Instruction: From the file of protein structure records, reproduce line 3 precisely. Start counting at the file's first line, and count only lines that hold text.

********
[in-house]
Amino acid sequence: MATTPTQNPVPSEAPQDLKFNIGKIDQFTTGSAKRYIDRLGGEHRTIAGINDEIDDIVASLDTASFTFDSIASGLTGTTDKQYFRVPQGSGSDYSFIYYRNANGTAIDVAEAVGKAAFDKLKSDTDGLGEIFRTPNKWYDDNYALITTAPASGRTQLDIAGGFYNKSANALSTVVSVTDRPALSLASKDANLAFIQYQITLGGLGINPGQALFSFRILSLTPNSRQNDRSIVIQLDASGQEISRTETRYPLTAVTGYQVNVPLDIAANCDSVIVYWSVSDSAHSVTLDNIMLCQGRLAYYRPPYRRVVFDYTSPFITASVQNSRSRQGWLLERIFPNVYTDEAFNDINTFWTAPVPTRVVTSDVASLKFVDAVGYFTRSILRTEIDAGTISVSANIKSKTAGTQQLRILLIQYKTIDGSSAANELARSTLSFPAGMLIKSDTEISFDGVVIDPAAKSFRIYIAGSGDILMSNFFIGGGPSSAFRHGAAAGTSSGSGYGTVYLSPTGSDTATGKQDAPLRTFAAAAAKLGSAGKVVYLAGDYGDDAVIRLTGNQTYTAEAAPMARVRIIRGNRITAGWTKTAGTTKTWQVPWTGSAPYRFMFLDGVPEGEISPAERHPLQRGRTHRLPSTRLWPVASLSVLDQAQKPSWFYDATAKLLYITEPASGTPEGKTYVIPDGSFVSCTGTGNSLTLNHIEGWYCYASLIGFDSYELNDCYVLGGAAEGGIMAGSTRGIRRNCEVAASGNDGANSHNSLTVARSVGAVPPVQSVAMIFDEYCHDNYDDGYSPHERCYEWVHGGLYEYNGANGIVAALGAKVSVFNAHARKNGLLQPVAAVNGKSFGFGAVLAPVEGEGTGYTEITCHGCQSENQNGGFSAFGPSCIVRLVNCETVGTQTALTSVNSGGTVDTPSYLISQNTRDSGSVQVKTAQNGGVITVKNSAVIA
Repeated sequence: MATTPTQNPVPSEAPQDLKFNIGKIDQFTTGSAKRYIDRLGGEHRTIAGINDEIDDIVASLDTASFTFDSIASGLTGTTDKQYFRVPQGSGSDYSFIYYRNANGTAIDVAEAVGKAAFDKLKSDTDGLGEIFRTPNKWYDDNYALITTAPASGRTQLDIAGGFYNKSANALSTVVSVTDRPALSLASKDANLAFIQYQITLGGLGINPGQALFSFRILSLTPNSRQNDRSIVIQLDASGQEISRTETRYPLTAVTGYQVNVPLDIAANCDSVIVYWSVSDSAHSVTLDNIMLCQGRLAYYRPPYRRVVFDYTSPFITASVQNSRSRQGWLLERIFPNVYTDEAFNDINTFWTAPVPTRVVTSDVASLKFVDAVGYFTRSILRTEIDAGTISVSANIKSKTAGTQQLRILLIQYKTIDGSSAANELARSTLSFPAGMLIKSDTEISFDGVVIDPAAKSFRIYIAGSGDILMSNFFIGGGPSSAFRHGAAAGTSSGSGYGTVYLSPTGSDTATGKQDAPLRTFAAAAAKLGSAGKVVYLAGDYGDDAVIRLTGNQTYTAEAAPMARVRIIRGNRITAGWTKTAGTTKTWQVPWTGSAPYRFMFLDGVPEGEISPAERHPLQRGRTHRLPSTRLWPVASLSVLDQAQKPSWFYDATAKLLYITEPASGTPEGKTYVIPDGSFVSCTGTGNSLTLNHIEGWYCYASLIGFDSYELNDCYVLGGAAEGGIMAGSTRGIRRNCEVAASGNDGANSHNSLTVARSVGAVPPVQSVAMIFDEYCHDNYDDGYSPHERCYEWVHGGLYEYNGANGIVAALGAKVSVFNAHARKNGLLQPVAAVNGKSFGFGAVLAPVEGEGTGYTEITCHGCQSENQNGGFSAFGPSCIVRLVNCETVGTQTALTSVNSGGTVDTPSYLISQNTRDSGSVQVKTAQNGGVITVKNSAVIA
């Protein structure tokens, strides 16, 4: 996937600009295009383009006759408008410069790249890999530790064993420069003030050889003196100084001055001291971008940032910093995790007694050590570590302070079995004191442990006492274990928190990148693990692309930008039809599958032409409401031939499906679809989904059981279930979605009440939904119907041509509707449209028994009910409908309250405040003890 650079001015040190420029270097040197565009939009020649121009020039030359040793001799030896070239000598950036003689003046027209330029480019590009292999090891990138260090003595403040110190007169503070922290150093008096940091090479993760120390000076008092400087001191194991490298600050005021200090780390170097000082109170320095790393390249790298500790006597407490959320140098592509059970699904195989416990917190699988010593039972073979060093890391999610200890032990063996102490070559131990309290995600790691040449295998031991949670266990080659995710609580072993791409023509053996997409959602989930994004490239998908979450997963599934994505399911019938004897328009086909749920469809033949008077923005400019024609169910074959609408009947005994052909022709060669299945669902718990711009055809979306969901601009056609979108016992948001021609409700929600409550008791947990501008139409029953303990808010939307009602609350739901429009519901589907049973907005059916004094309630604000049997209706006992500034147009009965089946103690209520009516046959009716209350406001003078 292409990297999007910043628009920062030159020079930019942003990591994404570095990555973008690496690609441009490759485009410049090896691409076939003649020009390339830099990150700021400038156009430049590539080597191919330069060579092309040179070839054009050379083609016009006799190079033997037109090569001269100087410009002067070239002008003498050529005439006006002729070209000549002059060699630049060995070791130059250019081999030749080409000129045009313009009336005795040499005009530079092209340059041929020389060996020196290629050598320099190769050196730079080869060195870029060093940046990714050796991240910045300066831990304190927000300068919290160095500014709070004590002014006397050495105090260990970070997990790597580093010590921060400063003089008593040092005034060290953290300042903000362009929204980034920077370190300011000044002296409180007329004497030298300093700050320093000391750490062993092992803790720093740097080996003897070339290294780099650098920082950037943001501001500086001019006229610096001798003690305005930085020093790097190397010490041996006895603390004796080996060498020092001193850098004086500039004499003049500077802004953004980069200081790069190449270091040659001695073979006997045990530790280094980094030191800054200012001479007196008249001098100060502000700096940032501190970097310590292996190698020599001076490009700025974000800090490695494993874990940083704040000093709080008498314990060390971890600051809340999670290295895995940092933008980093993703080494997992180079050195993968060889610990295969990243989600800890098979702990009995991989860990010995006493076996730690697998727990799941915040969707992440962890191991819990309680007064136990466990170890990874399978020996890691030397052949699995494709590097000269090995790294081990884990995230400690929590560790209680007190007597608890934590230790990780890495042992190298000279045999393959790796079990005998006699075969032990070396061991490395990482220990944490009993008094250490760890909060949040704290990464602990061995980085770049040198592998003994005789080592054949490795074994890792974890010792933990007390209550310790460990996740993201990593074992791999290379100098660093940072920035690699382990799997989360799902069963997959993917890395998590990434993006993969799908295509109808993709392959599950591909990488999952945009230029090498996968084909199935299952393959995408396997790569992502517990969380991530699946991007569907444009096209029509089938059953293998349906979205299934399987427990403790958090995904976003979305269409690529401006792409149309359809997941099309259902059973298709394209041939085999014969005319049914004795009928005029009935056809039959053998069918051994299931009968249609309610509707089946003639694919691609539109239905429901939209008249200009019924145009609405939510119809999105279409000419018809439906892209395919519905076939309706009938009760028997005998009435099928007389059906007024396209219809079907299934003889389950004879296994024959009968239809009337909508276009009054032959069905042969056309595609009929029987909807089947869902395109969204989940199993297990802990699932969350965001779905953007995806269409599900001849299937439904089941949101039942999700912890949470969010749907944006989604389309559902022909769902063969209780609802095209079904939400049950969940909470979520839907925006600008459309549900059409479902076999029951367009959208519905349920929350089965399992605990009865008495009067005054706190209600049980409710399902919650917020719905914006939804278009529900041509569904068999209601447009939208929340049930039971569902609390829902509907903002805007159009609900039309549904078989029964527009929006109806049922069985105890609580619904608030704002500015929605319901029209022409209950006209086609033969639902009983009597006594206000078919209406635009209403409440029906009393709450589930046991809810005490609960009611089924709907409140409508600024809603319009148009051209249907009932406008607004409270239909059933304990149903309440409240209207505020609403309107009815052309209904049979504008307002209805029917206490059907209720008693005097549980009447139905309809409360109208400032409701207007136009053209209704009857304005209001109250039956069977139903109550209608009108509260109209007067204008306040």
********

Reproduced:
Repeated sequence: MATTPTQNPVPSEAPQDLKFNIGKIDQFTTGSAKRYIDRLGGEHRTIAGINDEIDDIVASLDTASFTFDSIASGLTGTTDKQYFRVPQGSGSDYSFIYYRNANGTAIDVAEAVGKAAFDKLKSDTDGLGEIFRTPNKWYDDNYALITTAPASGRTQLDIAGGFYNKSANALSTVVSVTDRPALSLASKDANLAFIQYQITLGGLGINPGQALFSFRILSLTPNSRQNDRSIVIQLDASGQEISRTETRYPLTAVTGYQVNVPLDIAANCDSVIVYWSVSDSAHSVTLDNIMLCQGRLAYYRPPYRRVVFDYTSPFITASVQNSRSRQGWLLERIFPNVYTDEAFNDINTFWTAPVPTRVVTSDVASLKFVDAVGYFTRSILRTEIDAGTISVSANIKSKTAGTQQLRILLIQYKTIDGSSAANELARSTLSFPAGMLIKSDTEISFDGVVIDPAAKSFRIYIAGSGDILMSNFFIGGGPSSAFRHGAAAGTSSGSGYGTVYLSPTGSDTATGKQDAPLRTFAAAAAKLGSAGKVVYLAGDYGDDAVIRLTGNQTYTAEAAPMARVRIIRGNRITAGWTKTAGTTKTWQVPWTGSAPYRFMFLDGVPEGEISPAERHPLQRGRTHRLPSTRLWPVASLSVLDQAQKPSWFYDATAKLLYITEPASGTPEGKTYVIPDGSFVSCTGTGNSLTLNHIEGWYCYASLIGFDSYELNDCYVLGGAAEGGIMAGSTRGIRRNCEVAASGNDGANSHNSLTVARSVGAVPPVQSVAMIFDEYCHDNYDDGYSPHERCYEWVHGGLYEYNGANGIVAALGAKVSVFNAHARKNGLLQPVAAVNGKSFGFGAVLAPVEGEGTGYTEITCHGCQSENQNGGFSAFGPSCIVRLVNCETVGTQTALTSVNSGGTVDTPSYLISQNTRDSGSVQVKTAQNGGVITVKNSAVIA